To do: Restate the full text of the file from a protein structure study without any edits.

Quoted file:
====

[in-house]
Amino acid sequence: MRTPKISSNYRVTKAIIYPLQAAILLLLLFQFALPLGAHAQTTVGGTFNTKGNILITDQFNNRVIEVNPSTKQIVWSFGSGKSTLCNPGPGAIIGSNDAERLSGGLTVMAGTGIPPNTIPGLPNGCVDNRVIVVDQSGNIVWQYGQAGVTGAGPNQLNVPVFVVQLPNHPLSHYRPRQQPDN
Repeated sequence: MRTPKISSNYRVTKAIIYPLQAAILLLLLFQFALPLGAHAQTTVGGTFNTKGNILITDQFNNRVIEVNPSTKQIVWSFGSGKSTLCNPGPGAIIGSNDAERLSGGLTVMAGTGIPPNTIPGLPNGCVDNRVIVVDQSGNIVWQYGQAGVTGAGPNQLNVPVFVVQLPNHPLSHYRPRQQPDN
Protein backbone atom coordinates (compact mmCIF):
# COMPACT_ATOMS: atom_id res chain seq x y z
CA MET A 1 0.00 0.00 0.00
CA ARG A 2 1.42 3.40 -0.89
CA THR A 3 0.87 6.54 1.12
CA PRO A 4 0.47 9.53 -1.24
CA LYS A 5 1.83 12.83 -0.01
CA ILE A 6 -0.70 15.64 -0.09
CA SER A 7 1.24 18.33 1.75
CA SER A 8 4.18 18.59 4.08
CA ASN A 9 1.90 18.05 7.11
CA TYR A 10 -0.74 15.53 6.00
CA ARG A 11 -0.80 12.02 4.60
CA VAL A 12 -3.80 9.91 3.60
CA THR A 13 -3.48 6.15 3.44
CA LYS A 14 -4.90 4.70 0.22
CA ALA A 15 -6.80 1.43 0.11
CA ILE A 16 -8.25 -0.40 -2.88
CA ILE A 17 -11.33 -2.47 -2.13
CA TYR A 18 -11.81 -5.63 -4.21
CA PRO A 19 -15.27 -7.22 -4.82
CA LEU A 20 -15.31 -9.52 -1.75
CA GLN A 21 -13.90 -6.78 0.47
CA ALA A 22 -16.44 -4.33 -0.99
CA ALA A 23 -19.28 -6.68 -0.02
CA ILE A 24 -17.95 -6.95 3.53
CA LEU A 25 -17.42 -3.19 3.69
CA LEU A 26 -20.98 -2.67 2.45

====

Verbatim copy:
[in-house]
Amino acid sequence: MRTPKISSNYRVTKAIIYPLQAAILLLLLFQFALPLGAHAQTTVGGTFNTKGNILITDQFNNRVIEVNPSTKQIVWSFGSGKSTLCNPGPGAIIGSNDAERLSGGLTVMAGTGIPPNTIPGLPNGCVDNRVIVVDQSGNIVWQYGQAGVTGAGPNQLNVPVFVVQLPNHPLSHYRPRQQPDN
Repeated sequence: MRTPKISSNYRVTKAIIYPLQAAILLLLLFQFALPLGAHAQTTVGGTFNTKGNILITDQFNNRVIEVNPSTKQIVWSFGSGKSTLCNPGPGAIIGSNDAERLSGGLTVMAGTGIPPNTIPGLPNGCVDNRVIVVDQSGNIVWQYGQAGVTGAGPNQLNVPVFVVQLPNHPLSHYRPRQQPDN
Protein backbone atom coordinates (compact mmCIF):
# COMPACT_ATOMS: atom_id res chain seq x y z
CA MET A 1 0.00 0.00 0.00
CA ARG A 2 1.42 3.40 -0.89
CA THR A 3 0.87 6.54 1.12
CA PRO A 4 0.47 9.53 -1.24
CA LYS A 5 1.83 12.83 -0.01
CA ILE A 6 -0.70 15.64 -0.09
CA SER A 7 1.24 18.33 1.75
CA SER A 8 4.18 18.59 4.08
CA ASN A 9 1.90 18.05 7.11
CA TYR A 10 -0.74 15.53 6.00
CA ARG A 11 -0.80 12.02 4.60
CA VAL A 12 -3.80 9.91 3.60
CA THR A 13 -3.48 6.15 3.44
CA LYS A 14 -4.90 4.70 0.22
CA ALA A 15 -6.80 1.43 0.11
CA ILE A 16 -8.25 -0.40 -2.88
CA ILE A 17 -11.33 -2.47 -2.13
CA TYR A 18 -11.81 -5.63 -4.21
CA PRO A 19 -15.27 -7.22 -4.82
CA LEU A 20 -15.31 -9.52 -1.75
CA GLN A 21 -13.90 -6.78 0.47
CA ALA A 22 -16.44 -4.33 -0.99
CA ALA A 23 -19.28 -6.68 -0.02
CA ILE A 24 -17.95 -6.95 3.53
CA LEU A 25 -17.42 -3.19 3.69
CA LEU A 26 -20.98 -2.67 2.45